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Steam Engines

The first tractors were steam engines on wheels. They were originally pulled to the work area by horses or oxen. The next style of these tractors used the steam engine to power a drive train and move the machine to where it needed to go. These machines were very large and weighed up to 18 tonnes (20 tons), which is the same as about 12,800 bricks.

The first steam engine was invented in 1849 by A.M. Archambault & Company. This later was later turned into a steam tractor that could move through fields and pull farm equipment.

An illustrated steam engine tractor is shown in a farm field.

This tractor is powered by a steam engine.

Gas Tractors

The first gas-powered tractor was invented by John Froelich from Iowa in 1890. He formed a company with eight investors called Waterloo. Very few tractors were sold initially – only 20 between 1896 and 1914. Even though tractors were available, initially very few farmers could afford these large machines. They were also not efficient when it came to muddy and uneven soil, due to their massive weight and steel wheels.

A drawing of a gas tractor is shown with steel tires on a frame with an engine on it.

This is one of the first gas-powered tractors.

In 1907, Ford developed the ‘Fordson’, which was a three-speed tractor. The Fordson was the first tractor that was small, lightweight, and was mass-produced at the affordable price of $750.
An illustrated green and yellow tractor with steel tires is parked.

This was one of the early gasoline-powered tractors that only had a single speed.

By 1910, gas-powered tractors were the primary machine used for farming.

Kerosene Tractors

John Deere bought the Waterloo Gasoline Engine Company in 1918 and continued to develop and sell the lineup of Waterloo Boy tractors. These tractors ran on kerosene, not gasoline. It cost $1,150 to buy a new Waterloo Boy Tractor.

A green and yellow Waterloo Boy tractor with steel tires is shown.

The Waterloo Boy tractor was powered by kerosene.

Take a look at how the 1920 Waterloo Boy Tractor ran and imagine farming entire fields with this tractor!

General Purpose Tractors

International Harvester was the first farm equipment company to advertise a gas-powered PTO (Power Take Off) in the tractor market in 1918. This drastically changed the tractor industry by allowing tractors to power the equipment they were pulling.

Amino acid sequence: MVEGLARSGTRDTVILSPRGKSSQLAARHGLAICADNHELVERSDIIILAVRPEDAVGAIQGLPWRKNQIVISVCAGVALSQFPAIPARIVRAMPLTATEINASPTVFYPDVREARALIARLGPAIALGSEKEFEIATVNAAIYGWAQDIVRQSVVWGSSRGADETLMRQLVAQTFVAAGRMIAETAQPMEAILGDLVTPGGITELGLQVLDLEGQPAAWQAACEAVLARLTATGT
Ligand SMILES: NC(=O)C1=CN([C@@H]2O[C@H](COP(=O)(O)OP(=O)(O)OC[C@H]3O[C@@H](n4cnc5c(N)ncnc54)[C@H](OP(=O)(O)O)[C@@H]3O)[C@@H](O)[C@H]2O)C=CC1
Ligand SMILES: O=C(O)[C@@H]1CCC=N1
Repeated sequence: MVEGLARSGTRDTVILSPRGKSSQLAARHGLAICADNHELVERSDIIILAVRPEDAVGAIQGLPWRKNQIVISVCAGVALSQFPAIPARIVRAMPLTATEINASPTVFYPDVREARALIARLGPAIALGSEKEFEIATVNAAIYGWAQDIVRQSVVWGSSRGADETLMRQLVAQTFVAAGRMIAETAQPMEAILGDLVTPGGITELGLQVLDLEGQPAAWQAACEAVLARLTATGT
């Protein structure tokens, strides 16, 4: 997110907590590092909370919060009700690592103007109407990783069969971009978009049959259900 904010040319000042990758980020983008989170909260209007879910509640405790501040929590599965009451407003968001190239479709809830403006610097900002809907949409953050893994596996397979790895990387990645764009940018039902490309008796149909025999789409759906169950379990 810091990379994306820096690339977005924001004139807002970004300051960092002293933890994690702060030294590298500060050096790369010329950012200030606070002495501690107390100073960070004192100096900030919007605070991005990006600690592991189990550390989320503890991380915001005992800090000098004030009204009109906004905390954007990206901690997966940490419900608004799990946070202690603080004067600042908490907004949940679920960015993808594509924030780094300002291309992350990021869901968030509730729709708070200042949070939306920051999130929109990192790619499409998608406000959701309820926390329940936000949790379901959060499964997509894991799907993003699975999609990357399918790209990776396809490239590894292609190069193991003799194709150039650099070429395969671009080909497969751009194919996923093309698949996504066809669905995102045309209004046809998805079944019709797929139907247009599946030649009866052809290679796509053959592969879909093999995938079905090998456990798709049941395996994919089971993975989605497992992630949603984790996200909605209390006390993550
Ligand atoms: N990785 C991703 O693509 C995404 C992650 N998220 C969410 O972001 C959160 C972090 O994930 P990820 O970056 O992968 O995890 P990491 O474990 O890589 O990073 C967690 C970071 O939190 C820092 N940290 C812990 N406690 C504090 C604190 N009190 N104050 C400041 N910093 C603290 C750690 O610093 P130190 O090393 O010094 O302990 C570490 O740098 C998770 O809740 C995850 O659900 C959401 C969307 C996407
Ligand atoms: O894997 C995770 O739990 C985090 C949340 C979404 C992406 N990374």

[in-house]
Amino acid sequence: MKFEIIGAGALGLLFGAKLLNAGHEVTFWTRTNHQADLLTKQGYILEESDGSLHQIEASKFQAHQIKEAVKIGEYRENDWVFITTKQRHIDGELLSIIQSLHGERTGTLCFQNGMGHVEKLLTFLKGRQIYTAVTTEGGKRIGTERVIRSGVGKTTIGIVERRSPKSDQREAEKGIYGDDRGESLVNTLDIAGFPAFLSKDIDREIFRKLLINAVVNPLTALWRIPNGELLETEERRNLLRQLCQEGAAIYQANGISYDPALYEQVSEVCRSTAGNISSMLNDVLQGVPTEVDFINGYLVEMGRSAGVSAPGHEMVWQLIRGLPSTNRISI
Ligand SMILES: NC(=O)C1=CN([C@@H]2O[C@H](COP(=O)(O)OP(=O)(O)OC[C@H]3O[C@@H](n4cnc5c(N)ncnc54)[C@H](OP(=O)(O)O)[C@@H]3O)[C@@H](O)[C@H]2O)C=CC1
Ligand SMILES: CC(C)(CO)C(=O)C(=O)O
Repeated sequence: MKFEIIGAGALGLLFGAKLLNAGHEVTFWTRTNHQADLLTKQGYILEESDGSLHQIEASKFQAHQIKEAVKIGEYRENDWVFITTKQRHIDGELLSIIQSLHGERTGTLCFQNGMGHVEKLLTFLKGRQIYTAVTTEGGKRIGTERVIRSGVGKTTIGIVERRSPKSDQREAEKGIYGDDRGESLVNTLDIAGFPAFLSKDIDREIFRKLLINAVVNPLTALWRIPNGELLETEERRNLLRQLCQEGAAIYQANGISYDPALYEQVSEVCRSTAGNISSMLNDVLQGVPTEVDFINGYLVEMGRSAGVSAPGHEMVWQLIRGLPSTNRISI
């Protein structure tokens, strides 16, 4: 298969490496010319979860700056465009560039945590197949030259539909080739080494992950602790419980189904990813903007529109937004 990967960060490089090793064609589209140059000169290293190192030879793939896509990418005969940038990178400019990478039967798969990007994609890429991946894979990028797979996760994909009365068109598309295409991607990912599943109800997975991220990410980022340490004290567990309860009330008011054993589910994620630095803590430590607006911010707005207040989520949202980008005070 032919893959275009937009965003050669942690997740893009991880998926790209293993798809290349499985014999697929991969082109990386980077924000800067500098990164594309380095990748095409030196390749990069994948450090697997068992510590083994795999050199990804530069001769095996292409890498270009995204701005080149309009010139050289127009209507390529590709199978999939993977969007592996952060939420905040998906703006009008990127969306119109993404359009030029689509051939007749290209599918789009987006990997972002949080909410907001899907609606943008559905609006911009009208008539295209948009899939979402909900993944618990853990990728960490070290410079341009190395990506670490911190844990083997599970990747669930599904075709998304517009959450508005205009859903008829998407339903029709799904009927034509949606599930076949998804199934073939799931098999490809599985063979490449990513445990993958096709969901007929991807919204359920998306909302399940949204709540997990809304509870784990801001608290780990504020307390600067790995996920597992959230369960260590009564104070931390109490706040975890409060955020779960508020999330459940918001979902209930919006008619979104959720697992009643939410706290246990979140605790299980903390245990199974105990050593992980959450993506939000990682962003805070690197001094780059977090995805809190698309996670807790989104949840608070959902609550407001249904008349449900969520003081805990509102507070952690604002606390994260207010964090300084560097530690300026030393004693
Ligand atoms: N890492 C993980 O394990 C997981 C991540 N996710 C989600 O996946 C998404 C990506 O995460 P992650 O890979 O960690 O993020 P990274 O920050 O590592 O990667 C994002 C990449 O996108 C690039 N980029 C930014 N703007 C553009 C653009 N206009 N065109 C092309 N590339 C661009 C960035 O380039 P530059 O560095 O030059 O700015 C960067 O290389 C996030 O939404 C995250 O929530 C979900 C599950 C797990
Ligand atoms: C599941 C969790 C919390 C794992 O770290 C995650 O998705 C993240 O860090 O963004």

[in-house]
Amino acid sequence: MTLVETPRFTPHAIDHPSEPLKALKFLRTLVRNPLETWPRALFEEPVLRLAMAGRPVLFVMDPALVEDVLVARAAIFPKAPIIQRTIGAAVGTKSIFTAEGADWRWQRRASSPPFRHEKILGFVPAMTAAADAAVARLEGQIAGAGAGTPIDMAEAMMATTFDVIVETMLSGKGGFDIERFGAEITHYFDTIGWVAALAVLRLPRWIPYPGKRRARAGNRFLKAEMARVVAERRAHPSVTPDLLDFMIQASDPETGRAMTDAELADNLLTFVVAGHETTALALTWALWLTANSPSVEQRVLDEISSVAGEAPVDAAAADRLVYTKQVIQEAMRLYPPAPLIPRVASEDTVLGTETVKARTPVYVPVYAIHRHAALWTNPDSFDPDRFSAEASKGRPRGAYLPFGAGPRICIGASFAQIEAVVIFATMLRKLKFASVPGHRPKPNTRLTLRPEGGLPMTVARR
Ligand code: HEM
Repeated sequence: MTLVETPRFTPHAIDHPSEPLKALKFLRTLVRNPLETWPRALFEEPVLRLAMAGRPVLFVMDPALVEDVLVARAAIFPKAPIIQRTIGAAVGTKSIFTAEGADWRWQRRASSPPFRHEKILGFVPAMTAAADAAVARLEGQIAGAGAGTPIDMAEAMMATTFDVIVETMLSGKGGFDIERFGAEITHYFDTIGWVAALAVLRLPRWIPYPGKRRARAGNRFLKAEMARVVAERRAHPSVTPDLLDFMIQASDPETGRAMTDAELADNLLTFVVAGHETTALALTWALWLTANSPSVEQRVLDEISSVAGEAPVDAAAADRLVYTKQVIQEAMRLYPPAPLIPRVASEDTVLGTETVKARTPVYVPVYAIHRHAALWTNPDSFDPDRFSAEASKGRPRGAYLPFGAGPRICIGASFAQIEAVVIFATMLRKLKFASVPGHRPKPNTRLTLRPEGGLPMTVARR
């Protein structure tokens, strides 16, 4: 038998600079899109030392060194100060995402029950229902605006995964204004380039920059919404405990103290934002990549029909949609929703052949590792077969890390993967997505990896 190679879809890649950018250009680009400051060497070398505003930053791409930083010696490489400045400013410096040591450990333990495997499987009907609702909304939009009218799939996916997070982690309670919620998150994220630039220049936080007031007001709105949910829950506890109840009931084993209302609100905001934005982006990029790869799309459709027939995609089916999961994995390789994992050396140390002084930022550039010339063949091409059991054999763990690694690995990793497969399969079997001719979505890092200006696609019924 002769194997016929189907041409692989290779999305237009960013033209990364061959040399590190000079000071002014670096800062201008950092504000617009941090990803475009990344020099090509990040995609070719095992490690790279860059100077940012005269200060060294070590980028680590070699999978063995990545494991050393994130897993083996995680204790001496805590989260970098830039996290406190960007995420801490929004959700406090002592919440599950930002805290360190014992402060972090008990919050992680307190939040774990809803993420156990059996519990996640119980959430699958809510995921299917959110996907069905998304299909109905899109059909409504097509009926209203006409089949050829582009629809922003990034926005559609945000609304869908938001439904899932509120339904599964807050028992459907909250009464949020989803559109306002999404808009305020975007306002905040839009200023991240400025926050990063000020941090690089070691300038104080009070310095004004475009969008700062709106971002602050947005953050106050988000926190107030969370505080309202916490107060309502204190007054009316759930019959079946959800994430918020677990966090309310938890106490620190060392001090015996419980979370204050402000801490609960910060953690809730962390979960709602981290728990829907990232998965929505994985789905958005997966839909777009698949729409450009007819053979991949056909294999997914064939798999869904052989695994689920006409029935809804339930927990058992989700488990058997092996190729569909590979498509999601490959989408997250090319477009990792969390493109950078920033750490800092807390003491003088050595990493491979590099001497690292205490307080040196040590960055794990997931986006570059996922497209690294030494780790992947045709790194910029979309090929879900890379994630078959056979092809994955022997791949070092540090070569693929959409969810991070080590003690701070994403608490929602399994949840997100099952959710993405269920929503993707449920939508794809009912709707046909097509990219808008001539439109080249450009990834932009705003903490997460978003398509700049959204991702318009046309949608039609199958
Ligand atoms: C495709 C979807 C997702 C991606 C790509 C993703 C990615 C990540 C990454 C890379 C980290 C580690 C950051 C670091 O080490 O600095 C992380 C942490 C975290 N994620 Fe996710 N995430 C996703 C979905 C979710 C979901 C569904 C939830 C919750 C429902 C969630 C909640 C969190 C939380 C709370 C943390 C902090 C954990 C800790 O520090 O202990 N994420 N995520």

Next, they released their light-duty, all-purpose, Farmall tractor. This tractor was specifically designed for cultivating, plowing, and cutting.

A Farmall tractor is parked in a farm field.

The Farmall tractor was an all-purpose tractor that farmers could use for a variety of farm tasks.

In 1927, John Deere added a power lift to their tractors, allowing implements to be raised and lowered with a lever from the tractor.

By 1932, most of the market was made up of general-purpose tractors. They changed very little over the next 30 years, except in size and horsepower.

In 1934, John Deere came out with the Model A and Model B tractors. These remain the most popular John Deere models produced until 1952.

An illustrated green tractor has an open cab.

This style of tractor was invented in the 1930s and remained the most popular style until the 1960s.

A yellow and green steel tractor is shown.

Model A

A green and yellow open-cab tractor is parked in a field.

Model B

By 1940, tractors had completely removed the need for oxen and horses to be used as work animals. As a major turning point for farmers, they were now able to harvest more crops and increase production.

A JD 4020 tractor is parked in a farm field.

The best-selling John Deere tractor of all time was released in 1963: the John Deere 4020.

Learn about the history of the tractor and the developments that have been made to tractors as we know them today.

Modern Tractors

Many companies have contributed to the expansion of tractors and continue to develop new designs and concepts to help make the most efficient machines for farmers. Today’s tractors range in size and horsepower. The bigger the equipment the tractor is pulling, the bigger the tractor needs to be! There are even tractors that do not have tires, but 4 large tracks instead. The advancements in tractors have played a role in modernizing farming and allowing farmers to grow more food with less manual labour.

A red tractor with tracks is parked in a field.

Tractors with tracks are more fuel-efficient and better in wet soil.


Tractors today have advanced computer and monitoring systems that give farmers information they need when they are working on the field. Some tractors use ‘autosteer’ which uses GPS (Global Positioning System) to guide the equipment in the field. Tractors use GPS to collect soil samples, mark obstacles in the field, and use resources such as fertilizer and seed efficiently.

Some companies have even begun designing and manufacturing self-driving tractors.

A red tractor with no cab for a driver pulls a piece of equipment in a farm field.

This is a driverless tractor that is still in testing stages, but it hasn’t been mass produced for farmers to purchase yet.